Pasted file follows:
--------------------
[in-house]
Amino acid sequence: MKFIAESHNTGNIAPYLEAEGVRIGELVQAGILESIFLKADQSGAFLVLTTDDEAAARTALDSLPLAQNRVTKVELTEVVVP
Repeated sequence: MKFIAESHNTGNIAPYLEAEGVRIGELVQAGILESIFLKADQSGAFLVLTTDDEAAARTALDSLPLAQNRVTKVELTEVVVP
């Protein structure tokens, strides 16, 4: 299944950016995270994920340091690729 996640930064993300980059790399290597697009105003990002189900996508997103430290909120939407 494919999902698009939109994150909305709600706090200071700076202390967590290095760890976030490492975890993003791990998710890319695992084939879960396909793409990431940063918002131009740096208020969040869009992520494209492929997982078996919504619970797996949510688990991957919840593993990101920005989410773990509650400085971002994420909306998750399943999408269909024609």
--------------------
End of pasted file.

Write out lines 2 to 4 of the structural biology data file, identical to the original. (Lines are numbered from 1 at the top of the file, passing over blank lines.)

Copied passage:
Amino acid sequence: MKFIAESHNTGNIAPYLEAEGVRIGELVQAGILESIFLKADQSGAFLVLTTDDEAAARTALDSLPLAQNRVTKVELTEVVVP
Repeated sequence: MKFIAESHNTGNIAPYLEAEGVRIGELVQAGILESIFLKADQSGAFLVLTTDDEAAARTALDSLPLAQNRVTKVELTEVVVP
């Protein structure tokens, strides 16, 4: 299944950016995270994920340091690729 996640930064993300980059790399290597697009105003990002189900996508997103430290909120939407 494919999902698009939109994150909305709600706090200071700076202390967590290095760890976030490492975890993003791990998710890319695992084939879960396909793409990431940063918002131009740096208020969040869009992520494209492929997982078996919504619970797996949510688990991957919840593993990101920005989410773990509650400085971002994420909306998750399943999408269909024609």